It was always a name that my classmates bandied about when referring to anything we did that called for bravery, but little did I appreciate the full extent of her story. Joan of Arc, a young peasant girl from medieval times, was referenced in many places -- the classroom, when we spoke French; Prime Day, when academic distinctions were awarded; courtyard, when we played dodge ball; and library, when given a timely research assignment. For an impressionable group of girls looking for inspiration on a semester project, Joan of Arc was prime choice, and our quiet forays into the Dewey Decimal system drew no shortage of books or media published about her over the years, if not centuries. Armed with a treasure trove of materials, I eagerly connected the dots, and thought a bit more carefully whenever her name came up in our more humble lives, growing up as we did on the north side of Chicago on the shores of Lake Michigan.
Did you know that seventeen-year-old Joan of Arc, daughter of Jacques d'Arc and Isabelle Romée, from the village of Domrémy in northeastern France, entered Orléans with commander Le Hire and military supplies on April 29th, 1429, intent on a battle against the English that would prove momentous? Waged between the House of Plantagenet and the House of Lancaster over the right to rule France, Orléans proved a significant victory for the French during the Hundred Years' War, a series of conflicts which lasted from 1337-1452. Joan of Arc led the French to break the siege in Orléans which began in October of 1429 and ended on May 8th of that year. Over the next few weeks, Joan of Arc would lead the French army to additional victories.
Inspired by divine callings and a deep love for the Roman Catholic Church, Joan of Arc would become a national heroine and was canonized as a saint by Pope Benedict XV in 1920; on May 30th, 1431, she was burned at the stake for heresy and witchcraft, after being sold to the English by Bourguignon soldiers. Joan of Arc faced fifteen examinations, with Twelve Articles of Accusation, and her trial was conducted by the Church who found her guilty.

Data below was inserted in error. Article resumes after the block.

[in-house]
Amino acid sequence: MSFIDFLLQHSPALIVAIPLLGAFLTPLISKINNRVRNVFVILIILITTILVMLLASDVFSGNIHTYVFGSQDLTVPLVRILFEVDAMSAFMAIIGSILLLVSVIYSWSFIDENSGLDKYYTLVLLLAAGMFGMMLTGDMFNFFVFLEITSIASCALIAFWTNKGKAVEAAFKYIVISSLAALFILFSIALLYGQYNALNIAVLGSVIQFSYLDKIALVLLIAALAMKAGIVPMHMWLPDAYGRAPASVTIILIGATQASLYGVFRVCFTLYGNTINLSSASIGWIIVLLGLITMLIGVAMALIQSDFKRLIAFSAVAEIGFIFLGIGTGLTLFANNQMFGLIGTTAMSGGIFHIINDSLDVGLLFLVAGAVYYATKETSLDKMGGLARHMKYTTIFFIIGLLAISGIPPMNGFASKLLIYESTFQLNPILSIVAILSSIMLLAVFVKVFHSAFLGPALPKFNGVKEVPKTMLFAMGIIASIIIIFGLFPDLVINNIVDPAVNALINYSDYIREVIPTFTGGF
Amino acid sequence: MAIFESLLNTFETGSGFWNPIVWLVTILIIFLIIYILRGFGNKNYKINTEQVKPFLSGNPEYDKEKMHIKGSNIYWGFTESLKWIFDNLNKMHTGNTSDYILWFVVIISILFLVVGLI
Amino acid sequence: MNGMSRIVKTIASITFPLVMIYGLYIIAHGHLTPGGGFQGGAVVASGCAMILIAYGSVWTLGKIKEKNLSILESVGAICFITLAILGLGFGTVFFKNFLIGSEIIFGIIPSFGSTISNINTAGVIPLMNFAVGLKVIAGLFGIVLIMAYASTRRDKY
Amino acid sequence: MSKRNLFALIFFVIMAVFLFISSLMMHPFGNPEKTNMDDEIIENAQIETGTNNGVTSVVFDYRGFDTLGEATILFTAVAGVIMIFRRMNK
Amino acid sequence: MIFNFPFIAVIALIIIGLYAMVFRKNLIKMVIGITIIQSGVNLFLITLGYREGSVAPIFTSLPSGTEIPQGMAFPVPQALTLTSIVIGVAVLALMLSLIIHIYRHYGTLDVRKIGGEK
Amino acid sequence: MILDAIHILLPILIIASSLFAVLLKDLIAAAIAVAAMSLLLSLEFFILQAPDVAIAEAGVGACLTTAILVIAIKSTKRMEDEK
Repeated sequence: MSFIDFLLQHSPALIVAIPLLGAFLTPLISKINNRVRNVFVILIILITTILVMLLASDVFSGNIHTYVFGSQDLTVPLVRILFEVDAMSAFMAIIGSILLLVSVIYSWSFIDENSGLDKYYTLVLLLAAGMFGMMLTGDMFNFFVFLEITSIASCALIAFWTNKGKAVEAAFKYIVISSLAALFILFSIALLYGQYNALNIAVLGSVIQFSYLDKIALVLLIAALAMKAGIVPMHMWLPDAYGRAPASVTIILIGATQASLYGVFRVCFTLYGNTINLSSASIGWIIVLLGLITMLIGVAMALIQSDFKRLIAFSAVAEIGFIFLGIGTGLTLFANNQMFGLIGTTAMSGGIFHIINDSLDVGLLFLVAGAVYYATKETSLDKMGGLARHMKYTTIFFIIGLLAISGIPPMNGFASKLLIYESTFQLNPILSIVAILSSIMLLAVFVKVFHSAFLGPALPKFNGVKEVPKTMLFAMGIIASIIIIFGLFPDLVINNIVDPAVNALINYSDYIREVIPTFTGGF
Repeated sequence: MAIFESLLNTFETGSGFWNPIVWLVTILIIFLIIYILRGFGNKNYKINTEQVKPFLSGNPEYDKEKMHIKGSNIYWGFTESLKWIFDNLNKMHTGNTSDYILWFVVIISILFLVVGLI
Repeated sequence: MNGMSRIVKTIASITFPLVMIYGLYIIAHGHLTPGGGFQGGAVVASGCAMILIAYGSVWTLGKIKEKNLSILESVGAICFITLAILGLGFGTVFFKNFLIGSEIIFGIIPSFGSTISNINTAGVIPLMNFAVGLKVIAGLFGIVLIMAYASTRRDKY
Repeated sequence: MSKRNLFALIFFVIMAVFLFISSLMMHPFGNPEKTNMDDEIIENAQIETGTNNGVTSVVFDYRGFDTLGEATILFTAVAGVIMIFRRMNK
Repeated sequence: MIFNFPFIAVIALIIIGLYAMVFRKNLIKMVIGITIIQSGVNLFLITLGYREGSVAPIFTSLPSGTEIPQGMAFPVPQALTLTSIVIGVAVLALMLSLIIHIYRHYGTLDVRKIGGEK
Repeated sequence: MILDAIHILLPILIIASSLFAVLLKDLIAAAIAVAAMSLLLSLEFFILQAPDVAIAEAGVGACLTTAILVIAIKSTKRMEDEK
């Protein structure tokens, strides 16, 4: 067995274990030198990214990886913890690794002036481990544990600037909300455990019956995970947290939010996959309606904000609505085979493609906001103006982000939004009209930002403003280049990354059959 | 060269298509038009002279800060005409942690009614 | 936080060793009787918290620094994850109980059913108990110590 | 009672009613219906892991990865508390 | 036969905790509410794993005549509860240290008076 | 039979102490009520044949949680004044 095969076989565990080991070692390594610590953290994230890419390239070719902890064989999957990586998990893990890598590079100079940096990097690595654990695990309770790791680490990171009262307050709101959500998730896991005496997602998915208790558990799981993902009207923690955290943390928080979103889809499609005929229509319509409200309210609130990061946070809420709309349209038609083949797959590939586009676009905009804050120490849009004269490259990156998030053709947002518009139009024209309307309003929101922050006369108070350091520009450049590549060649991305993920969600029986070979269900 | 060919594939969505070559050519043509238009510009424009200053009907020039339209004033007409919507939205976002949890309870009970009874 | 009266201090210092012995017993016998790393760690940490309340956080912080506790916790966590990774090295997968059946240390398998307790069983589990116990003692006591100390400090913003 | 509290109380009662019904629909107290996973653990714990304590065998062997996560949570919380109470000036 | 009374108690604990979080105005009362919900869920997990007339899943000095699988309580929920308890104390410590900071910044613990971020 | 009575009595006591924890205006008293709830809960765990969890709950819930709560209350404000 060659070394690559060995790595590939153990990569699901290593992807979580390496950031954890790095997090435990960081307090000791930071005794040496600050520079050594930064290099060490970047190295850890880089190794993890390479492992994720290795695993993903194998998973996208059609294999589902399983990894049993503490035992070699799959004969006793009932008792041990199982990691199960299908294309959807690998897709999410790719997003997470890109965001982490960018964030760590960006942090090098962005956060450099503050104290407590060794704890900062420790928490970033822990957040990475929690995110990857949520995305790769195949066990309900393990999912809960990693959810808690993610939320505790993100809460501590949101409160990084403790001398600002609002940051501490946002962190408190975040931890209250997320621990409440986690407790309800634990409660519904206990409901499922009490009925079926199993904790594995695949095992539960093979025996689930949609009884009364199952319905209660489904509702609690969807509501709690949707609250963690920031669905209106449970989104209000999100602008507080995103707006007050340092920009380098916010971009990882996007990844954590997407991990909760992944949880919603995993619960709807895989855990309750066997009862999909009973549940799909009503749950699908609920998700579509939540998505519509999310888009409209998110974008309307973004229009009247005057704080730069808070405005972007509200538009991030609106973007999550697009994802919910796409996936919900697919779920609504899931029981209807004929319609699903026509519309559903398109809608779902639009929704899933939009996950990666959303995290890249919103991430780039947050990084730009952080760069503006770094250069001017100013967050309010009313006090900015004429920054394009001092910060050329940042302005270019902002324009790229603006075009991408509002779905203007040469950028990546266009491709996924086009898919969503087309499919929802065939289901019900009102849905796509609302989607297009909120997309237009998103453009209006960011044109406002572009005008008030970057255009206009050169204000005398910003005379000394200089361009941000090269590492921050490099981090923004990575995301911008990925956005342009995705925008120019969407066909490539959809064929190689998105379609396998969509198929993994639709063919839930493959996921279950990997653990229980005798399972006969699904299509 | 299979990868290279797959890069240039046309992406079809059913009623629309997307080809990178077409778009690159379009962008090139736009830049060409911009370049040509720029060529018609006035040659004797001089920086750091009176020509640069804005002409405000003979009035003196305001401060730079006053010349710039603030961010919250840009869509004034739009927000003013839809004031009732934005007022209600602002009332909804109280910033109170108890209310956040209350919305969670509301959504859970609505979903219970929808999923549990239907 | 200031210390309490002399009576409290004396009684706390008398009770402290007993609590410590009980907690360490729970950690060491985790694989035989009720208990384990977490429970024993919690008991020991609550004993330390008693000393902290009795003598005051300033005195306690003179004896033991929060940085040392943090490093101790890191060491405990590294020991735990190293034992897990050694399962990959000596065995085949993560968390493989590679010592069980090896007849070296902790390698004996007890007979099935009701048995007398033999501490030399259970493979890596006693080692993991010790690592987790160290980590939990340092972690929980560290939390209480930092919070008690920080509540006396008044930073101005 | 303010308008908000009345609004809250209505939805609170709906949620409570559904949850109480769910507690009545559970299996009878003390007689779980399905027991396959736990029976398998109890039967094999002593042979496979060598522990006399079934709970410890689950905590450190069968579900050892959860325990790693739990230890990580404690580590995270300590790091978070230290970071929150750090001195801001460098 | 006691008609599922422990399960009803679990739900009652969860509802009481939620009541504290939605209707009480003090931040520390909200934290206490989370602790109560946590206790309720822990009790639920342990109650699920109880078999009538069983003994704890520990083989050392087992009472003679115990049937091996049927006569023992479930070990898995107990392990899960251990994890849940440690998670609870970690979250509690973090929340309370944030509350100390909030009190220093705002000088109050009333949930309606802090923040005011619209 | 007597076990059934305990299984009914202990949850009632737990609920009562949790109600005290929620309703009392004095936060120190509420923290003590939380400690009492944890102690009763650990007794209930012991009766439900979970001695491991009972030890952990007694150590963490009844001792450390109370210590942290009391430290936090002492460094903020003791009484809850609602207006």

The following articles are drawn from Proquest Historical Newspapers, which informs and inspires classroom teaching and learning.
- Maid Of Orleans: Annual Celebration In Memory Of Joan Of Arc. Grand Occasion In the Old French Town. (1899, May 09). Los Angeles Times (1886-1922)
- Ross, N. W. (1981, Jun 28). Joan of Arc: Heroine For All Ages. The Washington Post (1974-Current File)
- Joan Of Arc Dedication: Unveiling Of Bronze Figure On Drive Set For December 6. (1915, Nov 29). New - York Tribune (1911-1922)
- Service At Joan Of Arc Statue Halted By Storm: New Yorkers Honor France At Joan Of Arc's Statue. (1918, Jul 15). New - York Tribune (1911-1922)
- Rapp, W. R. R. (1926, Oct 03). France Pays Homage To Joan: Memory Of Peasant Maid Is Enshrined In the Basilica Of Le Bois-Chenu Which Stands On Site Of the Woods Where She Heard the Voices. New York Times (1923-Current File)
- Joan Of Arc Pageant In Paris: The Orleans Celebration. (1929, Apr 07). The Observer (1901- 2003)
- Young Paris, J.C. (1930, May 25). France Honors the Maid Of Orleans: Five Hundred Years After Her Capture At Compiegne, the Nation Holds Solemn Fete. New York Times (1923-Current File)
- Blois Was Headquarters Of Joan Of Arc In 1429. (1936, Dec 05). The Sun (1837-1995)
- Orleans, Taken By Allies, Was Home Of Joan Of Arc: Survived Many Wars To Become Symbol Of Freedom. (1944, Aug 18). New York Herald Tribune (1926-1962)
- Smith, S. (1993, Jan 10). Saint Or Victim?: Two Plays Paint Different Defeats For Joan Of Arc. Chicago Tribune (1963-1996)
- 'Joan Of Arc'. (1999, May 16). The Washington Post (1974-Current File)
- Battle Cry: Women Who Dared: Joan Of Arc (1412-1431). (2006, Jun 20). The Times of India (1861-Current)
- Sullivan, Karen. The Interrogation of Joan of Arc. Minneapolis, London: University of Minnesota Press, c1999. e-book
- Tallon, Mary Elizabeth, ed. Joan of Arc At the University. Milwaukee, Wisconsin: Marquette University Press, . e-book
- Taylor, Larissa. The Virgin Warrior: The Life and Death of Joan of Arc. New Haven: Yale University Press, c2002. e-book
- Jeanne d'Arc, Pantheon II, Painting by Eugene Lenepvue, Courtesy of Wikimedia Commons
- Special News Slide, Courtesy of the Gottesman Libraries
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